Three-dimensional printing has changed the way we make everything from prosthetic limbs to aircraft parts and even homes.
Now it may be poised to upend the apparel industry as well.
Fashion designers have already unveiled shoes and clothing made via 3D printing, in which plastic material is deposited layer upon layer to create a three-dimensional structure. In one recent example, Dutch designer Iris van Herpen showed off a 3D-printed dress at last month’s Paris Fashion Week.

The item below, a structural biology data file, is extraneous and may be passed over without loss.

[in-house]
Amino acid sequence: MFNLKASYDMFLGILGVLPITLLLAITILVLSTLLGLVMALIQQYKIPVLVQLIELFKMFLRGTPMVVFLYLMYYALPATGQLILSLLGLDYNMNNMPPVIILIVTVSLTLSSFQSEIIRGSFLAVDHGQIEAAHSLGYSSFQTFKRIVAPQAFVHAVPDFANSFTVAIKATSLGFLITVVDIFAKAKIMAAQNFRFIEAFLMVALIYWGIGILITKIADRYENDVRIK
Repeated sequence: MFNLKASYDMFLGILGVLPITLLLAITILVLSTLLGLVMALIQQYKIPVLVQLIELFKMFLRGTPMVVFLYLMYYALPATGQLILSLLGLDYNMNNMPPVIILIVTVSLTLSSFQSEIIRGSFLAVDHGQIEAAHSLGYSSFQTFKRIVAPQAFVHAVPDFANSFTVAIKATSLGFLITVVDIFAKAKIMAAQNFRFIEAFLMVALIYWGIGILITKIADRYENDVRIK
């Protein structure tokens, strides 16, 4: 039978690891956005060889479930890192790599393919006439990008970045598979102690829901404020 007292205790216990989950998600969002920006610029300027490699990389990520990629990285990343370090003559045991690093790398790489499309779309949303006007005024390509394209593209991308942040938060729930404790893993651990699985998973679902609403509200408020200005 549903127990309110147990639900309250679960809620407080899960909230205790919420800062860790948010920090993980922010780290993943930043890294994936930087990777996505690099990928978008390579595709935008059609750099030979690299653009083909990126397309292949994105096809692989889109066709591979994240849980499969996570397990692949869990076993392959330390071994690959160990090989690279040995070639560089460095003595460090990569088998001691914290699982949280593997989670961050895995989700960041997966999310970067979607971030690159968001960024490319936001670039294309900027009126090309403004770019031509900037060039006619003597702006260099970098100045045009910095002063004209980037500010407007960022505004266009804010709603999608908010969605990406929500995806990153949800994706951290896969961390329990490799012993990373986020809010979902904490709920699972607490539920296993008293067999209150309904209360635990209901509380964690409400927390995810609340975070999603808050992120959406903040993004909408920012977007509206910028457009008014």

3D printing won’t replace weaving, knitting, and other conventional means of apparel manufacturing anytime soon, given its high cost and how difficult it is to make durable 3D-printed “fabrics” that are soft to the touch and which drape like traditional fabrics.
Read more: 3D print clothing in your own home